What Is a Hypoechoic Thyroid Nodule?

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A hypoechoic nodule is an area of swelling or abnormal cell growth on the thyroid. The term "hypoechoic" refers to the way the nodule appears on an ultrasound: dark.

When a nodule appears hypoechoic rather than anechoic, radiologists know it’s likely solid and not liquid-filled. A solid nodule is more likely than other types of nodules to be cancerous. However, the risk is still low, and a hypoechoic nodule is more likely to be benign than it is to be cancerous. Still, your healthcare provider will likely want to do additional testing to rule out cancer.


Some causes of thyroid nodules include:

  • Irregular cell growth on the thyroid
  • Fluid-filled cysts
  • Inflammation

Unfortunately, scientists don’t know what causes any of these processes to start or why roughly half of all people in the United States have thyroid nodules.

In some cases, healthcare providers can identify the cause of thyroid nodules. For example:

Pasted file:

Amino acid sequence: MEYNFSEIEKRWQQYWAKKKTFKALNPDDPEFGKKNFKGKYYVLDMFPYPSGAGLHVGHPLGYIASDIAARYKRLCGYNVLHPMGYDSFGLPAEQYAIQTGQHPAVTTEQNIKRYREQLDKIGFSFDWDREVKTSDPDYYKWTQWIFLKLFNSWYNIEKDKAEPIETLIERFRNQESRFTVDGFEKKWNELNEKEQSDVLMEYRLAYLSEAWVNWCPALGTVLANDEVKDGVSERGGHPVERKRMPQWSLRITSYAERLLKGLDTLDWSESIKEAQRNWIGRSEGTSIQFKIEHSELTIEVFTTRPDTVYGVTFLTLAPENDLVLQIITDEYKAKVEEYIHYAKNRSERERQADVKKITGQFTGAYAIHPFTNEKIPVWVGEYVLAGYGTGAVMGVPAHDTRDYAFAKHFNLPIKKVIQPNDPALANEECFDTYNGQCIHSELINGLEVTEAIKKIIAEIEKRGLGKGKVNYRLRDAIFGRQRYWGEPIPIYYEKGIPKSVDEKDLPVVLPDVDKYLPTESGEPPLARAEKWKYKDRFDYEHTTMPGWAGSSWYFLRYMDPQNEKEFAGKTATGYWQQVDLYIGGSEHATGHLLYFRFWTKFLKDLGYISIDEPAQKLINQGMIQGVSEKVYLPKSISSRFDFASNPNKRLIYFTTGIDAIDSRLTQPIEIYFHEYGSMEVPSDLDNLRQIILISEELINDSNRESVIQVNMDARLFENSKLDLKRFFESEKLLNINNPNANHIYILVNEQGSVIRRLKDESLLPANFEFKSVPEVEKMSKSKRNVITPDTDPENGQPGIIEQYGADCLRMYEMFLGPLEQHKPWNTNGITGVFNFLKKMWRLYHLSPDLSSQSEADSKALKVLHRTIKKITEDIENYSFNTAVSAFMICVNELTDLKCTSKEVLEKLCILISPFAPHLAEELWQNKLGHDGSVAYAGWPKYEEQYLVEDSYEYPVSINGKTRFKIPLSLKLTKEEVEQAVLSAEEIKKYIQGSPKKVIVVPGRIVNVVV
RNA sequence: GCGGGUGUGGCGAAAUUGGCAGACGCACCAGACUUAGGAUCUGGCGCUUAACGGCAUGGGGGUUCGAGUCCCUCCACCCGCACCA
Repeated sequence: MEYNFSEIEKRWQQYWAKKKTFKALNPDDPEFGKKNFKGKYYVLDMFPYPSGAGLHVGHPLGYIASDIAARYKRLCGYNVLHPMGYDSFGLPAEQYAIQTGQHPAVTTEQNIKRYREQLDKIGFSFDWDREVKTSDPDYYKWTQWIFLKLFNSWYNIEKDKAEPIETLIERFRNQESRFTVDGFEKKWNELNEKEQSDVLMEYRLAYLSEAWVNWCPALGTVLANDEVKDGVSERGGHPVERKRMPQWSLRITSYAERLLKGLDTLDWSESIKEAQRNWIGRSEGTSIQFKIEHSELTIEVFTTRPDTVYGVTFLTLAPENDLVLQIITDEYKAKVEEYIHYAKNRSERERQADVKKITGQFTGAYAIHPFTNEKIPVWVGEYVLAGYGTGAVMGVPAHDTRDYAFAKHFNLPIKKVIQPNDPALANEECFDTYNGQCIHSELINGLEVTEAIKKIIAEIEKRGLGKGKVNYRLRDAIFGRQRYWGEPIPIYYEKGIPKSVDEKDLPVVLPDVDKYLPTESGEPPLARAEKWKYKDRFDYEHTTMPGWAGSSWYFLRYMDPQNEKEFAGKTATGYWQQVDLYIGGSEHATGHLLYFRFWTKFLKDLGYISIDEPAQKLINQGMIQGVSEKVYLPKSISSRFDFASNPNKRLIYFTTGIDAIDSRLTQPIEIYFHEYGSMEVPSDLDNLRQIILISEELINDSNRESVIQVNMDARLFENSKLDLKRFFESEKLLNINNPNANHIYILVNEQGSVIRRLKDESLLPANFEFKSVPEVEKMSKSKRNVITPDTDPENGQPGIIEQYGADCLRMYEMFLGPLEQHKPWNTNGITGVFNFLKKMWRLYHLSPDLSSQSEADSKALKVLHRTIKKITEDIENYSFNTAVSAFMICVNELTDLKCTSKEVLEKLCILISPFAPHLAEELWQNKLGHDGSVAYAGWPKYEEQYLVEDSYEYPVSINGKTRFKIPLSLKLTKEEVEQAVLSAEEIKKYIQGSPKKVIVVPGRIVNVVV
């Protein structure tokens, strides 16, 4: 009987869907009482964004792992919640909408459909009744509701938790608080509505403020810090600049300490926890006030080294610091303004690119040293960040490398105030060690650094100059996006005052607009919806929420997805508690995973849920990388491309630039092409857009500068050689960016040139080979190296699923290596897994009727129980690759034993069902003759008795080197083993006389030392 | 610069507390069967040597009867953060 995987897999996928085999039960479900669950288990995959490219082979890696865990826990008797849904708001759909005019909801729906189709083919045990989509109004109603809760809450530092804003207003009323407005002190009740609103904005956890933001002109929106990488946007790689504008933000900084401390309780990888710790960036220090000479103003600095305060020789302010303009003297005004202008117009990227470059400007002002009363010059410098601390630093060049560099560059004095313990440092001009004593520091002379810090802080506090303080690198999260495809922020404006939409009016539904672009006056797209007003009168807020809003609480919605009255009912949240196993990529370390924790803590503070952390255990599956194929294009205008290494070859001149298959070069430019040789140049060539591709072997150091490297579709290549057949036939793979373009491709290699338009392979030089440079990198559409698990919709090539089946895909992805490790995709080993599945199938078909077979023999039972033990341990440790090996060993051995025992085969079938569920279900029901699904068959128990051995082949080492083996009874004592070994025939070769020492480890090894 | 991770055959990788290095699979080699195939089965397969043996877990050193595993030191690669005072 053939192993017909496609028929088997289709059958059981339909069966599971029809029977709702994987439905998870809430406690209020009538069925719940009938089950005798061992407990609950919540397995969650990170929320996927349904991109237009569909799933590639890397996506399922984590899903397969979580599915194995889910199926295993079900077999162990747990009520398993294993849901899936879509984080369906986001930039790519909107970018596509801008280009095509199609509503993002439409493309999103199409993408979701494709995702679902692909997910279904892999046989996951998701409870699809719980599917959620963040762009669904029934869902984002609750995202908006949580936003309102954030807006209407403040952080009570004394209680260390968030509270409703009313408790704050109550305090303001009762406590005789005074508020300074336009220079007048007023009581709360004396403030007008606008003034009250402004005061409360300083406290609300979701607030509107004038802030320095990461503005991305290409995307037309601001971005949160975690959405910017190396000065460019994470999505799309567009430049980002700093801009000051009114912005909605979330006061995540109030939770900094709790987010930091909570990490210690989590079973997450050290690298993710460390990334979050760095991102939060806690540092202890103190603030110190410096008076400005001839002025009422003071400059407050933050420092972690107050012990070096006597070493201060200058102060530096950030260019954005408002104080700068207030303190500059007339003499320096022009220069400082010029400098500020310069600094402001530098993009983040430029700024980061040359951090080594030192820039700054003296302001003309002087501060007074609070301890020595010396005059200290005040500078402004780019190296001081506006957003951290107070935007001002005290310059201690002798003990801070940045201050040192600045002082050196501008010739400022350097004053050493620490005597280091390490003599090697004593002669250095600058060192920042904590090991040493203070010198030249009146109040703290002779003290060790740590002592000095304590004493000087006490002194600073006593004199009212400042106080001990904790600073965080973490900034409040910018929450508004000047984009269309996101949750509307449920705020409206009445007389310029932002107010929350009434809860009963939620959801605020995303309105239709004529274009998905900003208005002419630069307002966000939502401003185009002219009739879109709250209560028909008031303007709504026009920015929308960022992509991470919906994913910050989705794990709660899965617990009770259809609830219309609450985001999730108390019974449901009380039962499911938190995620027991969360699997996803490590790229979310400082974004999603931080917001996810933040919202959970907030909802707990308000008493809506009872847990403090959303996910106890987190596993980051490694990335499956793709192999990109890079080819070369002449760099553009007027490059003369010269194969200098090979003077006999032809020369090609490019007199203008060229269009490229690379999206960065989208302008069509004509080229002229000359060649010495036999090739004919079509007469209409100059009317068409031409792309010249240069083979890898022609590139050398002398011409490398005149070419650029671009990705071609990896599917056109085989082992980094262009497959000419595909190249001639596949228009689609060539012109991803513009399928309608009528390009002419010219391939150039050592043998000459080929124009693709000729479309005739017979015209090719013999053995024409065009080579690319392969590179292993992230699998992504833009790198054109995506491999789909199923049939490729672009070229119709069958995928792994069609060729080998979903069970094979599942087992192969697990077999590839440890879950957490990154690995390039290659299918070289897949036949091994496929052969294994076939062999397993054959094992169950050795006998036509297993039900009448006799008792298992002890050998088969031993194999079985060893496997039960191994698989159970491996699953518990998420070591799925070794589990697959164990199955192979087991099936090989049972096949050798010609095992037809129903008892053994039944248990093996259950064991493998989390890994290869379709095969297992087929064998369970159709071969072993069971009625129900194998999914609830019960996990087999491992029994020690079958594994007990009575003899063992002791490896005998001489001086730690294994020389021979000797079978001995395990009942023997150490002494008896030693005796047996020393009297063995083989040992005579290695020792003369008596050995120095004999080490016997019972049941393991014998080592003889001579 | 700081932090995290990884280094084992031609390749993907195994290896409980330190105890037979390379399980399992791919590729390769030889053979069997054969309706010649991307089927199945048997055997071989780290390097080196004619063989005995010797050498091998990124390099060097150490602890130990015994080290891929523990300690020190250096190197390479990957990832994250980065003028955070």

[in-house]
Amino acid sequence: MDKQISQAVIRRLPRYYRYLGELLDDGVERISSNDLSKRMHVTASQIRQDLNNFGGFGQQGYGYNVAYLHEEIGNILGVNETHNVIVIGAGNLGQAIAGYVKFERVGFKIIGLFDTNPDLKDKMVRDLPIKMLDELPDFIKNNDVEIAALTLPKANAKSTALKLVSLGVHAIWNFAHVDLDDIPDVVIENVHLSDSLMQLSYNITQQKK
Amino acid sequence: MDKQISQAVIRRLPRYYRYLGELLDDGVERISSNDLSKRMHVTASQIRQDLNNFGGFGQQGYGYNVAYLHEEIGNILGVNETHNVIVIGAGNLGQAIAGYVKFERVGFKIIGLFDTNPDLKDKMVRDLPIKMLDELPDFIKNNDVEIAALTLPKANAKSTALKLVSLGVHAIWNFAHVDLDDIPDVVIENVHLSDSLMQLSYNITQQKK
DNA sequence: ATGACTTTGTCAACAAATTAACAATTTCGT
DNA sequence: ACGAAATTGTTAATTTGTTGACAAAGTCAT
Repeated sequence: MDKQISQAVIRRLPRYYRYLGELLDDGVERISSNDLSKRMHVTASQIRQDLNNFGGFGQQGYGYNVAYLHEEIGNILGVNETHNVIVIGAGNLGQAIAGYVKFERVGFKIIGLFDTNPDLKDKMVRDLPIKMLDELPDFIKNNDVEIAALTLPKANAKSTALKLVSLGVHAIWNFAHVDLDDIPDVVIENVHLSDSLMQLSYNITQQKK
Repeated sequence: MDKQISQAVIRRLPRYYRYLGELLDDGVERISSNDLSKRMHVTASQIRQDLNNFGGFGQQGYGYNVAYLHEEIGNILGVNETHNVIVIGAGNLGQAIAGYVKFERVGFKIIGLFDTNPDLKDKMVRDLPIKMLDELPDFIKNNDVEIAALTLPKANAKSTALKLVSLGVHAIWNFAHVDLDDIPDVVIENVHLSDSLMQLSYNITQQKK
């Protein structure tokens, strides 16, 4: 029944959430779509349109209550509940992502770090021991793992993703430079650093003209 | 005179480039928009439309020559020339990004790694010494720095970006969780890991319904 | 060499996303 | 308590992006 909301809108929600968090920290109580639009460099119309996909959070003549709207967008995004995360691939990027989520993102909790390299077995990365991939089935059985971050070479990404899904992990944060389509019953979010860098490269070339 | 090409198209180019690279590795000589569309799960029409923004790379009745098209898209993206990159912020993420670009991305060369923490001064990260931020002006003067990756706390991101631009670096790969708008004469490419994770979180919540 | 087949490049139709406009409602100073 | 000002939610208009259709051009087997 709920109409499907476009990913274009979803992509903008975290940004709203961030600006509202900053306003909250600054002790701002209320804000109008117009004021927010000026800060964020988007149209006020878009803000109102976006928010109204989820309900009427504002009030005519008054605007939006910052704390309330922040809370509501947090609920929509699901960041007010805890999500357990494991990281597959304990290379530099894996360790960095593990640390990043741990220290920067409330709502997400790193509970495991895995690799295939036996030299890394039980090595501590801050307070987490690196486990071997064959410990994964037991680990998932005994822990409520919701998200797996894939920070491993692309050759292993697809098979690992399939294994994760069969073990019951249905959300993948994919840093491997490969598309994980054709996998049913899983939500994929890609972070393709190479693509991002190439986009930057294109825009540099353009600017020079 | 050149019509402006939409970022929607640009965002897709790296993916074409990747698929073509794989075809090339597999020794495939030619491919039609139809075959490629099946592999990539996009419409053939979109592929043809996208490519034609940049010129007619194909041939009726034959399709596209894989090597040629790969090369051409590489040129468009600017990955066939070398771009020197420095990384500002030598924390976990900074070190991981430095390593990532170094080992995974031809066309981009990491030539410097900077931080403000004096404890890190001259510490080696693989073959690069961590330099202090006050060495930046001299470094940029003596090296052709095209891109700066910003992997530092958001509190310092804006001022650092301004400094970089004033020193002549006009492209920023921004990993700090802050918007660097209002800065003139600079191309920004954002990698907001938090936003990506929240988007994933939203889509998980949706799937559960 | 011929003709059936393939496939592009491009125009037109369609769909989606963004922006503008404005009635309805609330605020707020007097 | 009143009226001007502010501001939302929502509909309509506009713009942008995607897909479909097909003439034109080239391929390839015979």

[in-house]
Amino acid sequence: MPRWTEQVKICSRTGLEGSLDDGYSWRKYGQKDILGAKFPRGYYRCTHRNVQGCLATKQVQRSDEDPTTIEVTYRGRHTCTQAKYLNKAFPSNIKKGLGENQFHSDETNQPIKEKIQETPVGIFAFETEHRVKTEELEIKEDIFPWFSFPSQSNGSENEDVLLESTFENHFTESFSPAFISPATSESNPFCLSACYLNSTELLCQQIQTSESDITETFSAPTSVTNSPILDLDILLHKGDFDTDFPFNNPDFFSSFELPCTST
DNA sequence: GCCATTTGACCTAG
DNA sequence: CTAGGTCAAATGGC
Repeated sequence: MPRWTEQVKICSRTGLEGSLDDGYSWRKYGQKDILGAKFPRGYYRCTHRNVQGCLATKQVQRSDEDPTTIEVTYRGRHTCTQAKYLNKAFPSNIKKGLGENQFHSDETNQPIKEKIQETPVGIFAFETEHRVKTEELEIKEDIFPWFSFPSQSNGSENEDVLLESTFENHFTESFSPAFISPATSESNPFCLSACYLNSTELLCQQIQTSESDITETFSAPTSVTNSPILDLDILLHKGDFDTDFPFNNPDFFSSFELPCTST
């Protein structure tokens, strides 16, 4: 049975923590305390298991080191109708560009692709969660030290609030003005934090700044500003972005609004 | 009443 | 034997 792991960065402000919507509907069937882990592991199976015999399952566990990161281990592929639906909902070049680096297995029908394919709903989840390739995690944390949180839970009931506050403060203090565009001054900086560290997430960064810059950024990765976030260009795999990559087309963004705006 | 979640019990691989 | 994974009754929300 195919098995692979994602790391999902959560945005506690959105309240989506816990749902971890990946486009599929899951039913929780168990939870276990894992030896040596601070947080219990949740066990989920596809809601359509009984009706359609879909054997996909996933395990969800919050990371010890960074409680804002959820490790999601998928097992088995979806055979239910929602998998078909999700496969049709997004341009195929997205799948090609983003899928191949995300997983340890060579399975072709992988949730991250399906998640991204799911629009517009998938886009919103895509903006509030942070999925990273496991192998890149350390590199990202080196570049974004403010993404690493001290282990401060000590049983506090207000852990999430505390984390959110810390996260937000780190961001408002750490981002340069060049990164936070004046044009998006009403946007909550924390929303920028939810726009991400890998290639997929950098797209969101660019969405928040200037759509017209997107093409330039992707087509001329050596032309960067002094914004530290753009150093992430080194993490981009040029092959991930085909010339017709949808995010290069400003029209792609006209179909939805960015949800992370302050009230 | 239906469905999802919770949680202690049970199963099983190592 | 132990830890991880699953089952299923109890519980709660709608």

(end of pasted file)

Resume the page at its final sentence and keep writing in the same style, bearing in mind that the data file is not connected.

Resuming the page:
• A diet that is low in iodine can cause thyroid nodules, but this is very rare in the United States since salt is ionized.
  • Some thyroid diseases, including Hashimoto’s disease, can increase your risk for developing thyroid nodules.

Less than 5% of thyroid nodules are cancerous. In these cases, the nodule is caused by irregular cell growth associated with the cancer. One type of thyroid cancer—medullary thyroid cancer—is linked to a hereditary genetic mutation in about 25% of cases, so if your family member has had this type of cancer, your risk of developing it is increased.


People with thyroid nodules often have no symptoms. That’s why thyroid nodules are frequently detected during medical imaging that has nothing to do with the nodule but has to do with another health concern.

How Are Thyroid Nodules Discovered?

  • In one-third of cases, a healthcare provider finds a thyroid nodule.
  • In one-third of cases, a thyroid nodule shows up unexpectedly on a medical scan.
  • In one-third of cases, people detect their thyroid nodules themselves.

When someone discovers their own thyroid nodule, it may be because it is pressing on the windpipe or larynx and making it difficult to breathe or swallow. A large thyroid nodule can also lead to vocal changes or hoarseness.